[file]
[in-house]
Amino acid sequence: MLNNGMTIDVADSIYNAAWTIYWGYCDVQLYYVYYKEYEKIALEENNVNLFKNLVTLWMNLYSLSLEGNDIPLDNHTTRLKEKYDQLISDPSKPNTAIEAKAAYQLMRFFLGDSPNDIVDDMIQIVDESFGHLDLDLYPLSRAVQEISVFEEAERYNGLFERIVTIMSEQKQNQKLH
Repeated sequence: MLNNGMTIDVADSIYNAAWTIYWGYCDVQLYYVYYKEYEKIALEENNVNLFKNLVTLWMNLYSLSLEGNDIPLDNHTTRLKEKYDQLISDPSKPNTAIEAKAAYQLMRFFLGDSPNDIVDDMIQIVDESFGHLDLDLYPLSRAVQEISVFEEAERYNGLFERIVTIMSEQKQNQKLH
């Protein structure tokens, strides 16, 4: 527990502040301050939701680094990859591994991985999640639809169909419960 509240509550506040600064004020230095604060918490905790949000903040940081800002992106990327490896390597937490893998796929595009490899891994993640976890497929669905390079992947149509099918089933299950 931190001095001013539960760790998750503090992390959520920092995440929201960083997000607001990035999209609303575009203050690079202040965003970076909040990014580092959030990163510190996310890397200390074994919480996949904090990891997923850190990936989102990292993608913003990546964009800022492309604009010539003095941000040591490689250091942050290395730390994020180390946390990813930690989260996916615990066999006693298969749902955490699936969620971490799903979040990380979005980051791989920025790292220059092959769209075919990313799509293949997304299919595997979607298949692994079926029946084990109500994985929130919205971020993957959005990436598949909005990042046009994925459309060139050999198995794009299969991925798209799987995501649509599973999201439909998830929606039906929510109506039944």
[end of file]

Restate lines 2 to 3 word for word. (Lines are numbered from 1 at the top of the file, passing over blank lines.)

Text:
Amino acid sequence: MLNNGMTIDVADSIYNAAWTIYWGYCDVQLYYVYYKEYEKIALEENNVNLFKNLVTLWMNLYSLSLEGNDIPLDNHTTRLKEKYDQLISDPSKPNTAIEAKAAYQLMRFFLGDSPNDIVDDMIQIVDESFGHLDLDLYPLSRAVQEISVFEEAERYNGLFERIVTIMSEQKQNQKLH
Repeated sequence: MLNNGMTIDVADSIYNAAWTIYWGYCDVQLYYVYYKEYEKIALEENNVNLFKNLVTLWMNLYSLSLEGNDIPLDNHTTRLKEKYDQLISDPSKPNTAIEAKAAYQLMRFFLGDSPNDIVDDMIQIVDESFGHLDLDLYPLSRAVQEISVFEEAERYNGLFERIVTIMSEQKQNQKLH